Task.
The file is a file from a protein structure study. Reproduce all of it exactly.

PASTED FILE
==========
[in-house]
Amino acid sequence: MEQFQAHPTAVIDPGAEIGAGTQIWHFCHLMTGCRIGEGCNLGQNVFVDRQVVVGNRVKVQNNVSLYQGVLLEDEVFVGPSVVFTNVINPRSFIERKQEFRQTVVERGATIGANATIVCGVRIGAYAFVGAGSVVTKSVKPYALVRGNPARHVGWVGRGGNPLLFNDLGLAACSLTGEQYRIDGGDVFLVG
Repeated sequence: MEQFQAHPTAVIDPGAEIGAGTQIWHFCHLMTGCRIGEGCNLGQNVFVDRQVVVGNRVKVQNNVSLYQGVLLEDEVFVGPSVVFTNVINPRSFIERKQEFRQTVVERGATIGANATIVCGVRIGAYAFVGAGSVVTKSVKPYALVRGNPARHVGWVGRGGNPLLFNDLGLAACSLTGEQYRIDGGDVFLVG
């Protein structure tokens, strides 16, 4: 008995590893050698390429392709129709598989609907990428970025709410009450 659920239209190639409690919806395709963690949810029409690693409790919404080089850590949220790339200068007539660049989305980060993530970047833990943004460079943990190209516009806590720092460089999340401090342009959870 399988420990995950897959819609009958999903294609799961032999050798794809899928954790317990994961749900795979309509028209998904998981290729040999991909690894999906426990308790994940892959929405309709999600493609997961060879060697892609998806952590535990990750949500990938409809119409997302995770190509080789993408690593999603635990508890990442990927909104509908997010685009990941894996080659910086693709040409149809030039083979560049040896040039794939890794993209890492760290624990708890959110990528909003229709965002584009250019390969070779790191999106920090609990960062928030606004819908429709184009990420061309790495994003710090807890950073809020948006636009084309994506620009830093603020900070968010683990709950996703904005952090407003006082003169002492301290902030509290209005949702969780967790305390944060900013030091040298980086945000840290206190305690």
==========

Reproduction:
[in-house]
Amino acid sequence: MEQFQAHPTAVIDPGAEIGAGTQIWHFCHLMTGCRIGEGCNLGQNVFVDRQVVVGNRVKVQNNVSLYQGVLLEDEVFVGPSVVFTNVINPRSFIERKQEFRQTVVERGATIGANATIVCGVRIGAYAFVGAGSVVTKSVKPYALVRGNPARHVGWVGRGGNPLLFNDLGLAACSLTGEQYRIDGGDVFLVG
Repeated sequence: MEQFQAHPTAVIDPGAEIGAGTQIWHFCHLMTGCRIGEGCNLGQNVFVDRQVVVGNRVKVQNNVSLYQGVLLEDEVFVGPSVVFTNVINPRSFIERKQEFRQTVVERGATIGANATIVCGVRIGAYAFVGAGSVVTKSVKPYALVRGNPARHVGWVGRGGNPLLFNDLGLAACSLTGEQYRIDGGDVFLVG
């Protein structure tokens, strides 16, 4: 008995590893050698390429392709129709598989609907990428970025709410009450 659920239209190639409690919806395709963690949810029409690693409790919404080089850590949220790339200068007539660049989305980060993530970047833990943004460079943990190209516009806590720092460089999340401090342009959870 399988420990995950897959819609009958999903294609799961032999050798794809899928954790317990994961749900795979309509028209998904998981290729040999991909690894999906426990308790994940892959929405309709999600493609997961060879060697892609998806952590535990990750949500990938409809119409997302995770190509080789993408690593999603635990508890990442990927909104509908997010685009990941894996080659910086693709040409149809030039083979560049040896040039794939890794993209890492760290624990708890959110990528909003229709965002584009250019390969070779790191999106920090609990960062928030606004819908429709184009990420061309790495994003710090807890950073809020948006636009084309994506620009830093603020900070968010683990709950996703904005952090407003006082003169002492301290902030509290209005949702969780967790305390944060900013030091040298980086945000840290206190305690």